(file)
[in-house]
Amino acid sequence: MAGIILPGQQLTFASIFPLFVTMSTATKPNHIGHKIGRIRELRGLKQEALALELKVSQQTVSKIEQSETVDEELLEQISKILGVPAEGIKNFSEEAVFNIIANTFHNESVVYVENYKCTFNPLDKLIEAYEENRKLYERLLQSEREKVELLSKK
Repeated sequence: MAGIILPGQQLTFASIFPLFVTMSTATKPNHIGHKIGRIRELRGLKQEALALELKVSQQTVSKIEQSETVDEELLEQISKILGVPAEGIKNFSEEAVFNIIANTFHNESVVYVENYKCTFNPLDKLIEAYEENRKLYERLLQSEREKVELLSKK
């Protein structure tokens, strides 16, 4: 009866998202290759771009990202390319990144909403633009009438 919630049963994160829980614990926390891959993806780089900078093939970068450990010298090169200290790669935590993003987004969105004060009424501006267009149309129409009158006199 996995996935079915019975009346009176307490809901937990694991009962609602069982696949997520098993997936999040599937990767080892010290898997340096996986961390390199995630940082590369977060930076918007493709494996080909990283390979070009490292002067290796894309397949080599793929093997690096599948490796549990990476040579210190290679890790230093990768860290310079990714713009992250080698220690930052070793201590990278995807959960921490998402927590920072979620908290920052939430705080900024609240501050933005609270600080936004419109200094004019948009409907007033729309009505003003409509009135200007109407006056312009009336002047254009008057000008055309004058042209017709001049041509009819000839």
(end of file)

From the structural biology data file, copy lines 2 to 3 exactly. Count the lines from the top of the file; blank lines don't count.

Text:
Amino acid sequence: MAGIILPGQQLTFASIFPLFVTMSTATKPNHIGHKIGRIRELRGLKQEALALELKVSQQTVSKIEQSETVDEELLEQISKILGVPAEGIKNFSEEAVFNIIANTFHNESVVYVENYKCTFNPLDKLIEAYEENRKLYERLLQSEREKVELLSKK
Repeated sequence: MAGIILPGQQLTFASIFPLFVTMSTATKPNHIGHKIGRIRELRGLKQEALALELKVSQQTVSKIEQSETVDEELLEQISKILGVPAEGIKNFSEEAVFNIIANTFHNESVVYVENYKCTFNPLDKLIEAYEENRKLYERLLQSEREKVELLSKK